Photograph by Edward Burtynsky, courtesy of Nicholas Metivier, Toronto, and Howard Greenberg and Bryce Wolkowitz, New York.
Whether to build the international pipeline, designed to convey the Tar-sands oil from the massive deposits in Western Canada to the Texas Gulf Coast for refining, has not only become an explosive issue in this year’s presidential election, it has become central to the debate over the future habitability of planet earth. A special report.
By John H. Richardson
When you arrive at night in Fort McMurray, the little Canadian town that might just destroy the world, the tiny airport looks smaller because of the snow and all the Explorers and Rangers and four-wheel drives in the parking lot. An ambitious ramp enters a highway so wide the shoulders must be in different time zones, and trucks the size of dinosaurs roar by belching clouds of steam and snow. The smaller trucks have buggy whips that hoist flags high above them so the giant trucks will notice their insignificant speck existence and avoid running over them. The giants are so large they need little pilot trucks to guide them, one ahead and one behind. Largest of all are the hauler trucks that pull hoppers piled with tons of black sand, the prize of all this furious enterprise. They look like props from Star Wars — you expect a turret to swivel and shoot out death rays. But what they actually do might turn out to be more deadly. Here, they gouge and siphon that black sand from deep in the earth and through an awesome alchemical process turn it into something resembling crude oil. A triumph of science and engineering. And nearby lie the beginnings of a nineteen-hundred-mile international pipeline — the Keystone XL, it’s called — that will carry a million barrels of the stuff every day, down through the breadbasket of America to the Gulf Coast of Texas, where it will be refined and shipped to the emerging economic powers of the world.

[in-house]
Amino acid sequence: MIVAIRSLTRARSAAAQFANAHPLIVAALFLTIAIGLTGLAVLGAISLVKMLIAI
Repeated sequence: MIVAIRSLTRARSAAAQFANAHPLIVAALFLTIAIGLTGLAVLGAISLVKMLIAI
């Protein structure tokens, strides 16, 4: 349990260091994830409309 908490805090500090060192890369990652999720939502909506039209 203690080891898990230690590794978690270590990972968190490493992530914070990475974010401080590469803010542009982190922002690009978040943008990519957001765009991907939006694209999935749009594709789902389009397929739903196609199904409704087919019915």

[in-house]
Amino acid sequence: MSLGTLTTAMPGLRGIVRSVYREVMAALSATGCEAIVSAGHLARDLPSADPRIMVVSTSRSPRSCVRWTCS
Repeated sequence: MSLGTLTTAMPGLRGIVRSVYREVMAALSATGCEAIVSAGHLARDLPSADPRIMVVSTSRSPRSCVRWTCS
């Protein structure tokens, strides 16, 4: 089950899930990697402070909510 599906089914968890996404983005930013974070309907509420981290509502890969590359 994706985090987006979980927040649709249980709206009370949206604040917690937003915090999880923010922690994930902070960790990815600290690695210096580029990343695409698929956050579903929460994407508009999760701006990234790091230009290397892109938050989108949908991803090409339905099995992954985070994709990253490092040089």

Already this little burg is the greatest source of imported oil into the United States, and now it also finds itself central to the fight over global warming and the future habitability of planet Earth, which has been sending scientists all over the world into a state of increasing alarm. Recently, National Snow and Ice Data Center director Mark Serreze said arctic ice is in a death spiral and “is not going to recover.” Lonnie Thompson, the world’s greatest glaciologist, says, “Virtually all of us are now convinced that global warming poses a clear and present danger to civilization.” As the battle over the Keystone pipeline heated up last year, the world’s most distinguished climate scientists wrote a letter to Barack Obama raising a specific alarm about Canada’s tar sands: “Adding this on top of conventional fossil fuels will leave our children and grandchildren a climate system with consequences that are out of their control.” The signatories included James Hansen, the NASA climatologist who raised the first alarms about global warming back in the 1980s, as well as leading scientists like James McCarthy of Harvard; Michael Oppenheimer of Princeton; Raymond T. Pierrehumbert of the University of Chicago; Donald Kennedy of Stanford; Richard Somerville, research professor at Scripps Institution of Oceanography; Ray J. Weymann, director emeritus at Carnegie Observatories; and George M. Woodwell, senior scientist at Woods Hole Research Center. “I’m a scientist who really thinks that climate change is going to be bad news all over the place, so I think it is time to bite the bullet and go off to the renewables in a big way,” says Richard A. Houghton of Woods Hole. “I’m not spending my life on this because it’s an interesting curiosity,” says Princeton’s Oppenheimer. “I think this problem is among a very small handful of problems that need to be solved, and if not solved correctly will head the human endeavor in the wrong direction.”